Commenting on the story: Kaurna concerns over Aboriginal art and culture gallery
It is not surprising that there is concern about the planning of the proposed National Gallery for Aboriginal Art and Cultures from both Kaurna representatives and Tandanya.
When the Liberals first announced this top-down initiative there was absolutely no public call for such a project, either from within the indigenous or the wider arts community. At the time it came as a bolt from the blue, cruelling the well-laid, far advanced plans by AGSA for Adelaide Contemporary.
Now, many months later, AGSA has released a public statement under its masthead, but not directly signed by either its director or chair, in support of the Government’s “cultural investment in Lot 14”.
It reads as a somewhat mendicant assertion of its stakeholder right to a place at the table, as much as being a public show of support for the Government’s plans. But would this be necessary if it was actually assured of its stake in the venture? Meanwhile, the SA Museum stays shtum, content it seems to manoeuvre behind the scenes.
What is going on? Who actually has ownership of this project, apart from the Premier’s office? Not the indigenous community, probably not AGSA either.
To date there has been a complete lack of transparency in the planning process, or lack of it, with politics and undue influence of insider lobbyists holding sway over the real cultural needs of Adelaide. Now a free-for-all is in the air.
With such lack of transparency there can be little confidence that the scoping study will do more than deliver a political fait accompli. This project should be driven by, and owned by, its cultural stakeholders, not by political advisors and politicians.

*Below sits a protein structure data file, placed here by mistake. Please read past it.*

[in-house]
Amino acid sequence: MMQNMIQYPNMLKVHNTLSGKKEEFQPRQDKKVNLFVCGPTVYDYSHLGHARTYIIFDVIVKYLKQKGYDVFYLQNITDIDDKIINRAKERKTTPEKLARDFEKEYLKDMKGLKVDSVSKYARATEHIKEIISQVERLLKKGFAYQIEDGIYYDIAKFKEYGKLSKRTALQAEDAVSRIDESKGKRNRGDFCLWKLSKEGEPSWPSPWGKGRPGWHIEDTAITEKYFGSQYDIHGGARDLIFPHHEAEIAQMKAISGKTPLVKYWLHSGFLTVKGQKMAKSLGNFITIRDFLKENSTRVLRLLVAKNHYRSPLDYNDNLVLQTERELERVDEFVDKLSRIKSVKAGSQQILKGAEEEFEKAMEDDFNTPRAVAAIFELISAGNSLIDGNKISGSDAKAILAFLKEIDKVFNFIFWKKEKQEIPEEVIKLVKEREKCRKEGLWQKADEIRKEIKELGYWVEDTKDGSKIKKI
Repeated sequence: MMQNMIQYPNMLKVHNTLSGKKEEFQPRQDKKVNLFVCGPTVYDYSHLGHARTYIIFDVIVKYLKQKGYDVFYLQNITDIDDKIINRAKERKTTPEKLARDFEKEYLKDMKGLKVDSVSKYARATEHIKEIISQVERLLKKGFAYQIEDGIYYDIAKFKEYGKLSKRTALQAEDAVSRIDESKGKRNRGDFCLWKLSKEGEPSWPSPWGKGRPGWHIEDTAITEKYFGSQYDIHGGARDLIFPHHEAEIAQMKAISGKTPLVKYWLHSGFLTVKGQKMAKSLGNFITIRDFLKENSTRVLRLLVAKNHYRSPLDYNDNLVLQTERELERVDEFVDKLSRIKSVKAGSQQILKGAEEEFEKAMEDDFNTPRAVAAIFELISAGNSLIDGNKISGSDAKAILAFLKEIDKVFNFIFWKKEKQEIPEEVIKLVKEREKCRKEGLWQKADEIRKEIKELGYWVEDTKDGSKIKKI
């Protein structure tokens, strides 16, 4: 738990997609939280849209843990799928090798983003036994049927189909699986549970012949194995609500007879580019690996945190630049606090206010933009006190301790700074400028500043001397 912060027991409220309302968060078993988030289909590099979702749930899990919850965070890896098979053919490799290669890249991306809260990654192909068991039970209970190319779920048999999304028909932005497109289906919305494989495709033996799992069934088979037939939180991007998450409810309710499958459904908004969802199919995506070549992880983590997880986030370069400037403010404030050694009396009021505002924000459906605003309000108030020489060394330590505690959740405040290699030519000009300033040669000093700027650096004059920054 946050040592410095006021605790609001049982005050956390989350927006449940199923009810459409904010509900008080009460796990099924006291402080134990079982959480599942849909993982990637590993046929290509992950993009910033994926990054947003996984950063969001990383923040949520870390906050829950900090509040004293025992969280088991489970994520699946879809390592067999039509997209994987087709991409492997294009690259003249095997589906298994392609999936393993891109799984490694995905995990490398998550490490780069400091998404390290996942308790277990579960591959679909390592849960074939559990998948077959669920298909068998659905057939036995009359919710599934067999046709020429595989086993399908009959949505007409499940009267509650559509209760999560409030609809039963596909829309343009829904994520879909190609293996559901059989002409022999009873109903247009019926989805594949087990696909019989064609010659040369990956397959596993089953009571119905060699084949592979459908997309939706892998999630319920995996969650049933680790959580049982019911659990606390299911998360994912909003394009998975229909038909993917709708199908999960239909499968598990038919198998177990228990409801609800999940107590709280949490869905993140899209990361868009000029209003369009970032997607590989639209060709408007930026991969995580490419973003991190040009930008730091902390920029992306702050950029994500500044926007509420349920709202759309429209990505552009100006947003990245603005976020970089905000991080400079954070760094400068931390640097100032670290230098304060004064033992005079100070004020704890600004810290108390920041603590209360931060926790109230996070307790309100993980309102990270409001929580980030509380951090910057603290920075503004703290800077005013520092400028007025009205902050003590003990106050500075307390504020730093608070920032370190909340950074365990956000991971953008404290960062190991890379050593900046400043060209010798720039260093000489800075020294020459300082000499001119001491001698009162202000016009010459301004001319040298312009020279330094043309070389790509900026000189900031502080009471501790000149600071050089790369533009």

It is time to take this out of the hands of the Premier’s office and establish a steering committee, representing government, the stakeholder cultural institutions and indigenous cultural interests, with a charter firstly to assess the scoping study when it is complete and then to have governance of plans from this point. – Dr Margot Osborne
Commenting on the story: SA drug bill risks another Stolen Generation: Aboriginal Health Council
Abstinence – whether through voluntary counseling, self-help groups or court order – is the most effective treatment for drug addictions.
Once under the influence of legal or illegal drugs, a person loses all conscious control over his or her life. In these cases, it becomes a life or death decision.
These people are simply not in the position to make rational life saving decisions. In situations where the affected person does not seek voluntary treatment, it might be necessary for the courts to determine these unfortunate cases require a court ordered rehabilitation process.
I was fortunate enough to be surrounded by a loving family, who after many years of watching my self destruction, finally convincing a very reluctant person who vehemently denied a drug addiction, to attend voluntary counseling at a self help group. The other choice was a lingering and painful death. If you’re dead you have no culture of which to speak. – Mike Lesiw
Just how mandatory checking of these young Australians for those two horrendous addictions interferes with their traditional culture is beyond me.
I would have thought that by discovering which of these young people are addicted and then treating them in order to get them off alcohol and illicit drugs would, if anything, give them the chance to protect and practice their traditional culture. – Robert McCormick
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